Acts 12:21–23 (ESV)
21 On an appointed day Herod put on his royal robes, took his seat upon the throne, and delivered an oration to them. 22 And the people were shouting, “The voice of a god, and not of a man!” 23 Immediately an angel of the Lord struck him down, because he did not give God the glory, and he was eaten by worms and breathed his last.
3. Godly leaders will recognize pride.
Usually this third point is worded like this, “Godly leaders are humble”. For me this is just another slogan that doesn’t deal with one of the most pervasive problems in ministry, pride. Pride left unchecked or unnoticed will destroy leadership and influence, not to mention dishonoring the transforming work of the Gospel.
The dictionary defines pride as: the quality of having an excessively high opinion of oneself or one’s importance.
Here are 5 quick way’s to know if your prideful:
1. Your sentences start with “I” or are surrounded around you.
2. You get convicted/mad when someone tries to correct/instruct you.
3. You have a critical and judgmental spirit.
4. Your closed to accountability.
5. Your getting mad right now as you read this.
I believe the hardest thing for a pastor to do, is to be self aware of pride. From my own testimony to others I know, we are most oblivious to the sin of pride. So how do we demonstrate the transforming power of the Gospel and cultivate the characteristic of humility in our lives and leadership?
1. Recognize the difficulty in seeing your pride.
Sam Rainer writes the following about recognizing pride,
Humility is the most difficult leadership trait to see in ourselves. The opposite of humility, pride is the most destructive leadership predisposition. Great leaders never stop fighting the battle to recognize pride and remain humble. It’s the quintessential leadership struggle. We stand on a sliding scale somewhere between healthy humility and unhealthy pride.
Even at our best, determining where we are on this scale is tough. We rarely recognize our pride until it’s too late. Followers often see it long before leaders become self-aware of arrogance.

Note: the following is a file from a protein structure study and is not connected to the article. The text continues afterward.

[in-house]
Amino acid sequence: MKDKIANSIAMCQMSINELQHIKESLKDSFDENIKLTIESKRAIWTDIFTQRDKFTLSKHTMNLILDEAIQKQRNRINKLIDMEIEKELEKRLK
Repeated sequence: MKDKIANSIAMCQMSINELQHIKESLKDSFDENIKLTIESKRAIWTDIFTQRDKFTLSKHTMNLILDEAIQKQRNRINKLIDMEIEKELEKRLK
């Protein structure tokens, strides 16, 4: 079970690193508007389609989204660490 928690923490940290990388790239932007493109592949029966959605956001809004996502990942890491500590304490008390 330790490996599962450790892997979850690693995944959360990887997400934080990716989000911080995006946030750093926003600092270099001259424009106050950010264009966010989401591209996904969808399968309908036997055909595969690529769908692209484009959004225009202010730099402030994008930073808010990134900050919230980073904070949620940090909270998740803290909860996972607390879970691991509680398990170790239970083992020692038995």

Pride is an idol, and we can’t repent of idols in our life if we do not recognize them.
2. Have accountability that calls for repentance.
James 5:16 (ESV)
16 Therefore, confess your sins to one another and pray for one another, that you may be healed. The prayer of a righteous person has great power as it is working.
I ask this question often, “who is asking you what you are repenting of?” and I get the same answer, no one. Just recently, I was with one of our called to ministry college students. I asked him, “when was the last time anyone asked you what you are repenting of?” He said, “never, no one has ever asked me what I am repenting of.” He and I are now meeting monthly via Skype and he has someone asking him what he is repenting of.
Every person needs someone in their life that knows them well enough and close enough to identify idols in their life; and then love them enough to call them to repentance. Sadly, there are so few people who have genuine accountably in their life. This must be a priority. Pastor, who is helping you really see and know yourself? Who has your permission to adjust your self-perception?
3. Humility is the answer, it demonstrates the Gospel.
James 4:6 (ESV)
6 But he gives more grace. Therefore it says, “God opposes the proud, but gives grace to the humble.”
Let those you lead see you respond in humble obedience. If were were prideful and arrogant to someone, repent to them, ask for forgiveness. You may very well not get the desired response, but be obedient. God is sovereign and you are responsible for obedience.
There is much talk about “demonstrating” the gospel today. Recognizing pride and responding in humility is one of the greatest demonstrations of the Gospel we can give.